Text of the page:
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5-3-07 Leyn Burrows Karate

Traveled 100 miles to workout last night. Am I nuts? Well, it's only once a week. Some more good stuff. We did lots of Sanchin. We only did the original Kata - Sanchin, Seisan, and Sanserui. But you knew that. Like I said we did a lot of Sanchin, maybe nine or ten. I lost count.

The class theme was about a single technique from each of the original Kata and expanding on it, taking it, to the next level as Leyn stated.
The first technique was taken from Sanchin Kata. It was the Sanchin arm thrust. But it wasn't just the thrust; it was the complete technique, especially the implied block during the pull back. We also know this, but Leyn expanded on it and taught it as an exercise. First we performed the Sanchin thrust (closed fist: straight punch, upper cut, back fist, hook punch, etc.) on a heavy bag; making sure to pull back with the half arc (not past Sanchin) and then immediately applying the strike.

The exercise moved from the heavy bag to two man drills, with one punching and the other applying the Sanchin (closed fist) thrust, including the block during the pull back. The lesson within the lesson was not to get enamored with the block. Leyn stressed not to hold the block. By not holding the block you're able to deliver the strike immediately. It reminded me of new Godan Rich's improved Dan Kumite #1's front kick, that he surprised me with last month.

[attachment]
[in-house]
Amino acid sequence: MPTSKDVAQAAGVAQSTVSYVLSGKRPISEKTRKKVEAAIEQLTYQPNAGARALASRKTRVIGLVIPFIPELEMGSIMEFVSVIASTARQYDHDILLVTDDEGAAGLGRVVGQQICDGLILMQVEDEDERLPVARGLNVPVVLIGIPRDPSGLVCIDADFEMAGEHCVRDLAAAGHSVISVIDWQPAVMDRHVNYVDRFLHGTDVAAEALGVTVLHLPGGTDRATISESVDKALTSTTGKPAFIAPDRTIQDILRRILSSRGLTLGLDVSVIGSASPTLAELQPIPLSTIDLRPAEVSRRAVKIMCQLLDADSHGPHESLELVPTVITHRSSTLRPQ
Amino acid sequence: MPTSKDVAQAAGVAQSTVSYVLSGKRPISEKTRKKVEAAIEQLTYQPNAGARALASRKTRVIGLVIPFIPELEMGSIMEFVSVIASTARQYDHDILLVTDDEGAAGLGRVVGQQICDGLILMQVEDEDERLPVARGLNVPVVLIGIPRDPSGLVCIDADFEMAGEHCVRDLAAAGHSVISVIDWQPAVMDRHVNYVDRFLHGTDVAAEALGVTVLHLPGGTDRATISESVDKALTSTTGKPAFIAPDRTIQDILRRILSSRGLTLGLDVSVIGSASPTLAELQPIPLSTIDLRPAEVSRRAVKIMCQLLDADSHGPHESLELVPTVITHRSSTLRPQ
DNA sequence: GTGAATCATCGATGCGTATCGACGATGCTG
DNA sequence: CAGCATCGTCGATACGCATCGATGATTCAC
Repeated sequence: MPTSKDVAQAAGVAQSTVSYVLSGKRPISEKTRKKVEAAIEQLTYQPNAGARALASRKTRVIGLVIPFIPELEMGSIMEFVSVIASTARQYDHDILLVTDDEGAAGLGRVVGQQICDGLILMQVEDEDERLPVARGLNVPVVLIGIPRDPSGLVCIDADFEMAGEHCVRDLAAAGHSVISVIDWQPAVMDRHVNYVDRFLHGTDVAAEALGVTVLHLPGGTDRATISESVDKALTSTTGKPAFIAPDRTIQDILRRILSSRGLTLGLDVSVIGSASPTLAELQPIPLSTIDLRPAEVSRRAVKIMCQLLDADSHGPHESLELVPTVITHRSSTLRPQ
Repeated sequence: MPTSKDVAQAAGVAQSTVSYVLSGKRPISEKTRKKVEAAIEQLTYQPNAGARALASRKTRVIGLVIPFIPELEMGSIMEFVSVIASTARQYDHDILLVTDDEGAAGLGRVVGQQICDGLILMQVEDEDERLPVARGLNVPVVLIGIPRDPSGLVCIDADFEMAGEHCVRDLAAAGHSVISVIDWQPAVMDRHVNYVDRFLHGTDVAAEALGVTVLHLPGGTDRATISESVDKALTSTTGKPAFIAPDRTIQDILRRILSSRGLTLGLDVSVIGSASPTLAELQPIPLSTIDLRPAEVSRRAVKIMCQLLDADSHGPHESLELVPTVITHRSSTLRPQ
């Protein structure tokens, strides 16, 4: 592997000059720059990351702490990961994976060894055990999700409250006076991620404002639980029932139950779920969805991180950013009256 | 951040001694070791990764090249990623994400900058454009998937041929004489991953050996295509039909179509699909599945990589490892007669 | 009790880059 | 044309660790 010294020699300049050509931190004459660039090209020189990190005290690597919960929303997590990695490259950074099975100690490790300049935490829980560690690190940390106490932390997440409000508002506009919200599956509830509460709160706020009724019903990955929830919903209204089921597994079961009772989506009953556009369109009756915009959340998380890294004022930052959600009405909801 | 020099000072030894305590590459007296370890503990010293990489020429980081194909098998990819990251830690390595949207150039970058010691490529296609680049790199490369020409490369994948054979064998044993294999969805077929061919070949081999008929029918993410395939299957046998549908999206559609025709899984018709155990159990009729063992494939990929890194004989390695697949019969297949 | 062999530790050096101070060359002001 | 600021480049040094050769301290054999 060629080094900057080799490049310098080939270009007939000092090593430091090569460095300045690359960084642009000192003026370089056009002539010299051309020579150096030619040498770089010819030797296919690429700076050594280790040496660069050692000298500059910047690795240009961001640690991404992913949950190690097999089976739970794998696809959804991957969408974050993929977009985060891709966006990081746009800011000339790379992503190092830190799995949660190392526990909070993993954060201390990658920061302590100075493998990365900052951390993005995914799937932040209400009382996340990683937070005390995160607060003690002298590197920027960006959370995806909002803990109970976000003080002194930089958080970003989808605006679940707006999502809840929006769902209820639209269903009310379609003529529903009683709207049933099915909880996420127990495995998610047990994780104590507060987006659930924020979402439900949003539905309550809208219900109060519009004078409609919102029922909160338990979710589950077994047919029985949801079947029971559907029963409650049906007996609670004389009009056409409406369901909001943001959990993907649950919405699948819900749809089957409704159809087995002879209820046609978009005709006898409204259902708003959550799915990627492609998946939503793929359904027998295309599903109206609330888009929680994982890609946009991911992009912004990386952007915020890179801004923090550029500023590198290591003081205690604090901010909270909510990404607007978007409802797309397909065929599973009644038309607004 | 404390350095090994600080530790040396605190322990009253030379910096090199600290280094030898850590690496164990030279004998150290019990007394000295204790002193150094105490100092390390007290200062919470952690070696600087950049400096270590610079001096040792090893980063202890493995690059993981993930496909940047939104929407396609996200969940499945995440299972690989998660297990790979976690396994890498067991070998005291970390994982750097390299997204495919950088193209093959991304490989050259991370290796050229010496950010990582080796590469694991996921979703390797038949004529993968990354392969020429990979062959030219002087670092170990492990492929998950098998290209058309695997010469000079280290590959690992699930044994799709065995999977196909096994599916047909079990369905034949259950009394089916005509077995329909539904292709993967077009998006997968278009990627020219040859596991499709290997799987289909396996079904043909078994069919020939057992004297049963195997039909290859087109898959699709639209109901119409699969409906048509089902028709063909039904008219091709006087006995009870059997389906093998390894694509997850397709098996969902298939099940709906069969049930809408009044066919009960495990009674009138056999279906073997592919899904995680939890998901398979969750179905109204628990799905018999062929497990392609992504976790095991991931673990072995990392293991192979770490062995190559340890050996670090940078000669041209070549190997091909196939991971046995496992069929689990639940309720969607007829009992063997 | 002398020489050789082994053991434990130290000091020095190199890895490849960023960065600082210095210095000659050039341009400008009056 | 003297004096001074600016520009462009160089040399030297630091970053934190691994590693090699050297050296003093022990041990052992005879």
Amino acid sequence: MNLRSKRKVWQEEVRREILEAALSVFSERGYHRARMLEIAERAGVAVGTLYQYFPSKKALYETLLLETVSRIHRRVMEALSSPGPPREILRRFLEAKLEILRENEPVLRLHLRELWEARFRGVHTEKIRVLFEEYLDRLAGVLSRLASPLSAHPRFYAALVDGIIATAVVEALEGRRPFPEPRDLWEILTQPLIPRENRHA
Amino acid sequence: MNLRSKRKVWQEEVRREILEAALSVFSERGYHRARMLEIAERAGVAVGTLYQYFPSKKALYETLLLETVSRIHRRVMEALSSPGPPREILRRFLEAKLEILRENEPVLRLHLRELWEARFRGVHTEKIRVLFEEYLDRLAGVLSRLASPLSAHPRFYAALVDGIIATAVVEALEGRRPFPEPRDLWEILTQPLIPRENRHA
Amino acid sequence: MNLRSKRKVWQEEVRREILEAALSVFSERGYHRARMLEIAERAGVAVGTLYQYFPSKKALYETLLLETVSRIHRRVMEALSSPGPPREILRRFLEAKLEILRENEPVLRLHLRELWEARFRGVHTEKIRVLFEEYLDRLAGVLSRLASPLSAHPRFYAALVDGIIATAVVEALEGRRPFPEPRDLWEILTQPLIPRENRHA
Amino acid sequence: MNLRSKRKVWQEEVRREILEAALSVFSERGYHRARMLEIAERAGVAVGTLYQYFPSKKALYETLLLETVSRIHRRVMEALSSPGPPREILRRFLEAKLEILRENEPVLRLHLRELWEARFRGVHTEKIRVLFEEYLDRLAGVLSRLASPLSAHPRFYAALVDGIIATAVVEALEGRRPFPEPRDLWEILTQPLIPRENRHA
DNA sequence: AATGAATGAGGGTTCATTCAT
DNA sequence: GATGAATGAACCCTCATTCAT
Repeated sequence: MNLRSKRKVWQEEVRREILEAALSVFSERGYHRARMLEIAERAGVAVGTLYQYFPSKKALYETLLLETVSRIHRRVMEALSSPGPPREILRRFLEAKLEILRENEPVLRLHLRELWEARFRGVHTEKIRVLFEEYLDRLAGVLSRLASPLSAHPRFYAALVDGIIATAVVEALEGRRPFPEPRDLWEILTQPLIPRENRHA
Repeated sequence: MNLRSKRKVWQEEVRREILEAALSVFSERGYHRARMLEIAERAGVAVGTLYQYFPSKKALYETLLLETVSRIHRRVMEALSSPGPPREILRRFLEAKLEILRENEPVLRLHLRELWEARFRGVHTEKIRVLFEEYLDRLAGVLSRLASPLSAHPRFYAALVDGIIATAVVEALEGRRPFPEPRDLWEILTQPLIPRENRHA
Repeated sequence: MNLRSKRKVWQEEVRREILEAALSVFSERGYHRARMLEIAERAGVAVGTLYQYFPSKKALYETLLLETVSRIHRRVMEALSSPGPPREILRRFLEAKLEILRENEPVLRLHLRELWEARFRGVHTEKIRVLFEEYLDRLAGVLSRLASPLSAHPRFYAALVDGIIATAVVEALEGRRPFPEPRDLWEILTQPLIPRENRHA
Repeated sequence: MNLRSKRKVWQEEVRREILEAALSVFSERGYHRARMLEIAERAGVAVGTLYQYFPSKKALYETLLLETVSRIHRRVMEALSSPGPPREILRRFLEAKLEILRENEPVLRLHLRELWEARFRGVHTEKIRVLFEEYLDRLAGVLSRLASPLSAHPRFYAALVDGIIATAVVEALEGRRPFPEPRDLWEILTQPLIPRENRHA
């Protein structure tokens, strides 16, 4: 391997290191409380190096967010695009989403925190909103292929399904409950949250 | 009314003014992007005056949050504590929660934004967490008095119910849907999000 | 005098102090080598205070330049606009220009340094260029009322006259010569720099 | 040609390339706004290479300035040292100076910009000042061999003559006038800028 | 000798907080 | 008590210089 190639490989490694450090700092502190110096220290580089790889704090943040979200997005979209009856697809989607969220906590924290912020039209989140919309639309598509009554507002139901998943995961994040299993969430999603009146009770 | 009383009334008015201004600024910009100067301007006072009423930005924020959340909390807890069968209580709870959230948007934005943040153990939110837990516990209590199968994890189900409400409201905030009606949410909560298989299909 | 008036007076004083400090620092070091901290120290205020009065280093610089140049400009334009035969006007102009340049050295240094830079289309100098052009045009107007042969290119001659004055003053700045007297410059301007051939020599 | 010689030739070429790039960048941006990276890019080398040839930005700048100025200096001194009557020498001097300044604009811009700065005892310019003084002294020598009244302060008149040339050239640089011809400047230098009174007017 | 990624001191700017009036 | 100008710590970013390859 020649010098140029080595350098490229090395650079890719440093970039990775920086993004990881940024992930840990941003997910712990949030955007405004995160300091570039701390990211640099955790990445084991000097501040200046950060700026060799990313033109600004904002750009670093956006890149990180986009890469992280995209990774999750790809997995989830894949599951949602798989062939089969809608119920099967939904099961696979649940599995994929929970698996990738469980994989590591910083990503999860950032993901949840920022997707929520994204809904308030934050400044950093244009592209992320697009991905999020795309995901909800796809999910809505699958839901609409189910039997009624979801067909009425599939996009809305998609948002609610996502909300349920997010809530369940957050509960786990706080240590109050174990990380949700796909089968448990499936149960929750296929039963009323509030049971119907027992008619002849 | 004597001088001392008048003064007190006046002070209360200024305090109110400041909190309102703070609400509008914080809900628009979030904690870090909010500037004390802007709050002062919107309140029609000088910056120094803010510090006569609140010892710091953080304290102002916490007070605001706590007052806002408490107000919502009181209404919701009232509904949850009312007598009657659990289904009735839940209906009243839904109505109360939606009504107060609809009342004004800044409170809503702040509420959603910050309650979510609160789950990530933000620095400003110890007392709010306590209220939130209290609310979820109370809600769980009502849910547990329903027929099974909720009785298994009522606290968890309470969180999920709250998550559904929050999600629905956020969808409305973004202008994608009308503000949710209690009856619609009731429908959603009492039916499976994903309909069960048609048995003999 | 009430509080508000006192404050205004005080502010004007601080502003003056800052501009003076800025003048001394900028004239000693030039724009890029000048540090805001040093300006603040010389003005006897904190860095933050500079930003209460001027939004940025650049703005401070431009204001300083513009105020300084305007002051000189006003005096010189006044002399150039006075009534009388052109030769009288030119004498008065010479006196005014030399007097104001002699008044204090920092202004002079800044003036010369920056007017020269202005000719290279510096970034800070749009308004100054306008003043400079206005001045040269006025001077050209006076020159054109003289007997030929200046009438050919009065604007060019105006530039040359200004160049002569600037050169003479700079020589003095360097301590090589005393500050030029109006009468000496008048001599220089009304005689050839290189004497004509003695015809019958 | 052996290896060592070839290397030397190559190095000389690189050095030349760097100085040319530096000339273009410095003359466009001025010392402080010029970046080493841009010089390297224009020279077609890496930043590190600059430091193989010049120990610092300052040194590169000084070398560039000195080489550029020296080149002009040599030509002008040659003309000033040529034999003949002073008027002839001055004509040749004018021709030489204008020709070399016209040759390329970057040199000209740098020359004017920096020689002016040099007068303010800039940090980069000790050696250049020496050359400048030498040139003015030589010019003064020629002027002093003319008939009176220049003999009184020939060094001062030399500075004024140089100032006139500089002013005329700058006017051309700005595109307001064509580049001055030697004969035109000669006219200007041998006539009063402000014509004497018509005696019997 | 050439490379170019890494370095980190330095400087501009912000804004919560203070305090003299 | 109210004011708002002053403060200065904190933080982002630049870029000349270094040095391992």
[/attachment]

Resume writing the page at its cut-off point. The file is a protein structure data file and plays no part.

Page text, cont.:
The second technique taken from Seisan (could have been taken from any of the eight Kata) was the circle block. Leyn expanded on the technique by applying the rake across the eyes during block. (I know, we knew that.) But taking it to the next level, we worked in two man drills again with one punching and the other applying the circle block/rake across the eyes technique. This is where it gets expanded; instead of using the circle block arm to block the punch and then apply the rake, a check block is performed with the other hand at the same time as the circle block/eye rake. And moving in (stepping) as the techniques are applied takes it to the next level.

To prevent injury we performed the eye rake as tap to the forehead.

Taking the technique even further, there is a take down. But not just your standard step through and sweep take down. It was a Sanchin step/hip thrust take down. Very eye opening for me. Although I didn't do it every time I tried it, it worked a couple of times. This stuff never ceases to amaze me. Just a simple hip check, coinciding with the check block/eye rake, with the power coming from the Sanchin step. This included two of the legendary three strikes that you would use to immobilize your opponent. But the two are enough to get him down on the ground. The hip check is applied via the Sanchin step in a direction from your opponents front hip through his back hip. It was amazing how that simple step can throw you for a loop.

The third expanded technique was taken from Sanserui. It was the double Hirakens, the ones before the Seichin double block/Crane stance. This was all about feeling your opponent's energy, playing chicken, and then exploding with the pulled down Hirakens (which makes your opponent hop) and then finishing with the double Hiraken up thrust. The lesson was the most abstract of all the, because you need to feel your opponent's energy and commit to being inside before you apply the technique. It not only included the physical, but also the mental part. A philosophy of knowing that there has to be an ending to something that you started or someone else started. This philosophy says that if you're the attacker, Dan Kumite #1 for example, then you'll have the last punch. Likewise if you're the defender, again using Dan Kumite #1 as an example, then you'll have the last strike (block). You need to develop this "If there's a beginning, doesn't matter who initiates it, you have to have an ending prepared," mind set.

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